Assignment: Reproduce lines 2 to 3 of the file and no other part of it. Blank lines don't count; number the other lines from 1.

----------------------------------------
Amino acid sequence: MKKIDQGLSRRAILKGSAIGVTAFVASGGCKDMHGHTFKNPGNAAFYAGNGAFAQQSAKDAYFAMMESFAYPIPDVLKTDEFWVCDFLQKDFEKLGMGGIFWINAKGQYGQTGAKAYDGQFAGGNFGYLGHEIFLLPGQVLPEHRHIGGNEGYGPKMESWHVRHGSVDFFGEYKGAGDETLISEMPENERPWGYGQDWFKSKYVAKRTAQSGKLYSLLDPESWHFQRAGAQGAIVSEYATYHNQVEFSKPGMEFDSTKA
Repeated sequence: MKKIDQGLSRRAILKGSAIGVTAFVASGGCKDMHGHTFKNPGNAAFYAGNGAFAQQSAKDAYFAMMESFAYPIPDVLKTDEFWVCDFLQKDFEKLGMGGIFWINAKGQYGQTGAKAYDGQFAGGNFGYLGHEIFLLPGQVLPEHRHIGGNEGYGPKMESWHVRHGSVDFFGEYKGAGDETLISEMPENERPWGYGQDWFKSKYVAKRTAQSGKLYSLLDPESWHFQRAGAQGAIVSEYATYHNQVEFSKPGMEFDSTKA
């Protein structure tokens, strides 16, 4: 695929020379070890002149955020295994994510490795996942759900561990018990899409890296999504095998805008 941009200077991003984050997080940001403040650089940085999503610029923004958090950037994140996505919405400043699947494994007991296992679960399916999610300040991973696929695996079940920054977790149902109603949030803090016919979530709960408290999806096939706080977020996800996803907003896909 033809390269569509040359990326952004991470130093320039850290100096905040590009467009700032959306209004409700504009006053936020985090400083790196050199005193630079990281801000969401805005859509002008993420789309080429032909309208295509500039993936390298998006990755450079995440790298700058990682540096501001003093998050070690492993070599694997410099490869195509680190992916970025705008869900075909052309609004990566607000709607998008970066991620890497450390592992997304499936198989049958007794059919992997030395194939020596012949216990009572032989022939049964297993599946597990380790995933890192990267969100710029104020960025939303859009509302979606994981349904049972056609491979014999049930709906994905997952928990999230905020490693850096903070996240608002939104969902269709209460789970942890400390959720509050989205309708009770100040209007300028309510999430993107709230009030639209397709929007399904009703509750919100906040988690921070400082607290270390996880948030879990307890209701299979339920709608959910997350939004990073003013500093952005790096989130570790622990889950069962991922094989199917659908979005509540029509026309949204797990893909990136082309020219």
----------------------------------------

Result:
Repeated sequence: MKKIDQGLSRRAILKGSAIGVTAFVASGGCKDMHGHTFKNPGNAAFYAGNGAFAQQSAKDAYFAMMESFAYPIPDVLKTDEFWVCDFLQKDFEKLGMGGIFWINAKGQYGQTGAKAYDGQFAGGNFGYLGHEIFLLPGQVLPEHRHIGGNEGYGPKMESWHVRHGSVDFFGEYKGAGDETLISEMPENERPWGYGQDWFKSKYVAKRTAQSGKLYSLLDPESWHFQRAGAQGAIVSEYATYHNQVEFSKPGMEFDSTKA
């Protein structure tokens, strides 16, 4: 695929020379070890002149955020295994994510490795996942759900561990018990899409890296999504095998805008 941009200077991003984050997080940001403040650089940085999503610029923004958090950037994140996505919405400043699947494994007991296992679960399916999610300040991973696929695996079940920054977790149902109603949030803090016919979530709960408290999806096939706080977020996800996803907003896909 033809390269569509040359990326952004991470130093320039850290100096905040590009467009700032959306209004409700504009006053936020985090400083790196050199005193630079990281801000969401805005859509002008993420789309080429032909309208295509500039993936390298998006990755450079995440790298700058990682540096501001003093998050070690492993070599694997410099490869195509680190992916970025705008869900075909052309609004990566607000709607998008970066991620890497450390592992997304499936198989049958007794059919992997030395194939020596012949216990009572032989022939049964297993599946597990380790995933890192990267969100710029104020960025939303859009509302979606994981349904049972056609491979014999049930709906994905997952928990999230905020490693850096903070996240608002939104969902269709209460789970942890400390959720509050989205309708009770100040209007300028309510999430993107709230009030639209397709929007399904009703509750919100906040988690921070400082607290270390996880948030879990307890209701299979339920709608959910997350939004990073003013500093952005790096989130570790622990889950069962991922094989199917659908979005509540029509026309949204797990893909990136082309020219």